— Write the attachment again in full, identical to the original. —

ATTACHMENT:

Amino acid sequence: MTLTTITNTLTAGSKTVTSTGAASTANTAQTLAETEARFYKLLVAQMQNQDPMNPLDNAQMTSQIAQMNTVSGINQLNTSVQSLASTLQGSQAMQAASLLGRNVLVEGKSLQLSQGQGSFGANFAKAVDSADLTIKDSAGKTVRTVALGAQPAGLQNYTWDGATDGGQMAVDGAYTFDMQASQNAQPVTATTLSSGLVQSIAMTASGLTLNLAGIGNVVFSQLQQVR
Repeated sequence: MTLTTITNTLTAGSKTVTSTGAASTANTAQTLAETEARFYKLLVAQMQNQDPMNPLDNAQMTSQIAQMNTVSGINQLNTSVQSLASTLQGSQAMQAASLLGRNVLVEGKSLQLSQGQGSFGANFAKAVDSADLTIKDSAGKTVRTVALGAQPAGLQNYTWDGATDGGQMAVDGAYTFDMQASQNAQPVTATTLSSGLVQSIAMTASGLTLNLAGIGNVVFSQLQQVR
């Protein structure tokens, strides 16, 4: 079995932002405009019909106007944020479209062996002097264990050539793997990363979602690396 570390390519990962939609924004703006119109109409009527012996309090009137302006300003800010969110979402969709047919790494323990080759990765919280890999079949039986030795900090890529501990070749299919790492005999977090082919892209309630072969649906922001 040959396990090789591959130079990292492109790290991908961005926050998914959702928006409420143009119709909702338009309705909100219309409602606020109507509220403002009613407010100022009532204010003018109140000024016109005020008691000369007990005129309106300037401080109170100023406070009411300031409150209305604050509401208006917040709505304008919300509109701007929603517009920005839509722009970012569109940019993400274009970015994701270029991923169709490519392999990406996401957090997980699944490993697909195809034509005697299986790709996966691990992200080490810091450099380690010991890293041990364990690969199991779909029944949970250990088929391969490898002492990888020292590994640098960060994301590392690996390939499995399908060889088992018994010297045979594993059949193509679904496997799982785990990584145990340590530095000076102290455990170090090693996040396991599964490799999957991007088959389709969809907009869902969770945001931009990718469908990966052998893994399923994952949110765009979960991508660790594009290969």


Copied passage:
Amino acid sequence: MTLTTITNTLTAGSKTVTSTGAASTANTAQTLAETEARFYKLLVAQMQNQDPMNPLDNAQMTSQIAQMNTVSGINQLNTSVQSLASTLQGSQAMQAASLLGRNVLVEGKSLQLSQGQGSFGANFAKAVDSADLTIKDSAGKTVRTVALGAQPAGLQNYTWDGATDGGQMAVDGAYTFDMQASQNAQPVTATTLSSGLVQSIAMTASGLTLNLAGIGNVVFSQLQQVR
Repeated sequence: MTLTTITNTLTAGSKTVTSTGAASTANTAQTLAETEARFYKLLVAQMQNQDPMNPLDNAQMTSQIAQMNTVSGINQLNTSVQSLASTLQGSQAMQAASLLGRNVLVEGKSLQLSQGQGSFGANFAKAVDSADLTIKDSAGKTVRTVALGAQPAGLQNYTWDGATDGGQMAVDGAYTFDMQASQNAQPVTATTLSSGLVQSIAMTASGLTLNLAGIGNVVFSQLQQVR
């Protein structure tokens, strides 16, 4: 079995932002405009019909106007944020479209062996002097264990050539793997990363979602690396 570390390519990962939609924004703006119109109409009527012996309090009137302006300003800010969110979402969709047919790494323990080759990765919280890999079949039986030795900090890529501990070749299919790492005999977090082919892209309630072969649906922001 040959396990090789591959130079990292492109790290991908961005926050998914959702928006409420143009119709909702338009309705909100219309409602606020109507509220403002009613407010100022009532204010003018109140000024016109005020008691000369007990005129309106300037401080109170100023406070009411300031409150209305604050509401208006917040709505304008919300509109701007929603517009920005839509722009970012569109940019993400274009970015994701270029991923169709490519392999990406996401957090997980699944490993697909195809034509005697299986790709996966691990992200080490810091450099380690010991890293041990364990690969199991779909029944949970250990088929391969490898002492990888020292590994640098960060994301590392690996390939499995399908060889088992018994010297045979594993059949193509679904496997799982785990990584145990340590530095000076102290455990170090090693996040396991599964490799999957991007088959389709969809907009869902969770945001931009990718469908990966052998893994399923994952949110765009979960991508660790594009290969």